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evaluating my joy


From John Ortberg's The Life You've Always Wanted...



John Ortberg's description of his daughter's dance after her bath as an expression of joy is poignant. When he talks about so much of life being about waiting, I can follow right along--and my life often feels like the supreme dish of waiting. Wait for taxi, wait for this person to transport me, wait for the doctor to see me, wait for someone to pull the book I need from the library shelf, wait while someone copies a journal article for me since I can't do it myself, wait while the person who's transporting me runs an errand because it's convenient for them... I recently discussed with someone the fact that I scanned the Cambridge History of Early Christian Literature. "That's a huge book! Why didn't you just have someone help you get what you needed?" Because by the time I met up with someone, went through and figured out what I needed, made the copies, and came home and scanned them, I would have spent more time than it took me to scan the book--and I can also do additional things while scanning the book that I cannot do while working with someone to make copies. Waiting is my nemesis!



Am I a joyful person? I get very mixed signals about this, and it's very hard for me to evaluate my joyfulness. There are some people in my life who think that I am "negative." My perception is that this evaluation comes about when they don't like my responses to painful events and they would prefer me to be "happy" all the time. I think that there is a difference...Jesus was joyful. However, he was not happy on the cross or in the Garden of Gethsemane. I don't have an equivalent experience in my life; but I do have some rather painful ones. What does it mean, exactly, to "rejoice always" when I am in pain? Does it mean putting the pain away? Or does it mean enduring and remembering that the pain does pass?



I like the idea of "feasting days." My problem is that I have "feasting days" all the time. I'm very good at not taking care of my body nutritionally. It's not an easy thing to do. So, jumping ahead, I need to exercise a combination of disciplines to address a balance of needs. And instead of using food as a reward, I need to use it as a discipline. This is a real challenge for me because I tend to do a lot of things mindlessly.



What I don't do mindlessly:



Pet the cats: This is a very intentional act that brings me joy and peace. While I'm petting the cats, I take intentional time to pray and "fix my attitude" for the day or night. I think that all of the cats have sensed this, and they insist on their pets often throughout the day.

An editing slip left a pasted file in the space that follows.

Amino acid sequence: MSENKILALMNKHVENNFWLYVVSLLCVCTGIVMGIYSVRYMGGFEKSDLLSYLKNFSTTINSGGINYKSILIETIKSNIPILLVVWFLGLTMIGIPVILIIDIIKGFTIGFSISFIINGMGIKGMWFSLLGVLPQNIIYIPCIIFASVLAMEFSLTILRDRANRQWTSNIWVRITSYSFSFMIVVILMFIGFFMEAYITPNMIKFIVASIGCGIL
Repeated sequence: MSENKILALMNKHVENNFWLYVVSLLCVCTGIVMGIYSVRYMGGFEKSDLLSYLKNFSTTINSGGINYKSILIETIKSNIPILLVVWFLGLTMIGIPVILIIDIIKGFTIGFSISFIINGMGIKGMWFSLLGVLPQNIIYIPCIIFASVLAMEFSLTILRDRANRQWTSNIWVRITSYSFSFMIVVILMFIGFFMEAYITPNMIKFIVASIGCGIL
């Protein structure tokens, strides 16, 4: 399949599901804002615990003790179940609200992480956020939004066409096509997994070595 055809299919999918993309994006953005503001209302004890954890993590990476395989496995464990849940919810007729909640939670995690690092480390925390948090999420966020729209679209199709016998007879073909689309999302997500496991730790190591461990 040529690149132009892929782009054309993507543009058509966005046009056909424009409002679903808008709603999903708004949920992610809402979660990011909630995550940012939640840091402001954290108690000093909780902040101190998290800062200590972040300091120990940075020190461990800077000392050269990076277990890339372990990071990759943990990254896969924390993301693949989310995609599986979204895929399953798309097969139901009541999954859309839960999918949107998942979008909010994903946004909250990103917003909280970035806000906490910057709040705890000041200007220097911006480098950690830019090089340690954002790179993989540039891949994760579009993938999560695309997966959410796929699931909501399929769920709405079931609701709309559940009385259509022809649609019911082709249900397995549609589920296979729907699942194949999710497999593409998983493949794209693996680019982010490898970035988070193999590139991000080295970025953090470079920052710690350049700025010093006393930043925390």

Pick out my clothes: This used to be an area where I really struggled with apathy, particularly on days when I did not feel well. Why take the time to "dress up" when I felt "gross?" I don't know when the change occurred in me. Perhaps it coincided with going to seminary itself. I had a reason to care; I wasn't just bumming around the house. On days when I feel especially cranky or tired, I find that I want to be extra attentive to what I wear. I went downstairs one day, and Mom asked where I was going because of the way I was dressed. "Just school, but I only slept for three hours." I do find that it helps me to stay awake... It reminds me to "act the way I feel." I would still find that shopping for new outfits is a trial because what makes me "feel pretty" and what makes me "look pretty" sometimes clash. Finding a happy medium matters when the result I'm aiming for is my own feeling of joy and I can't allow that to be dependent on other people's opinions of what I wear.



I think there are some additional things I could do in the future to nurture additional joy--things that I do sporadically now depending on time. Making time for music in my life, running some essential oils in the diffuser, keeping up with housework so that I'm happy with the state of the place where I'm spending my evenings...

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Sarah Blake LaRose
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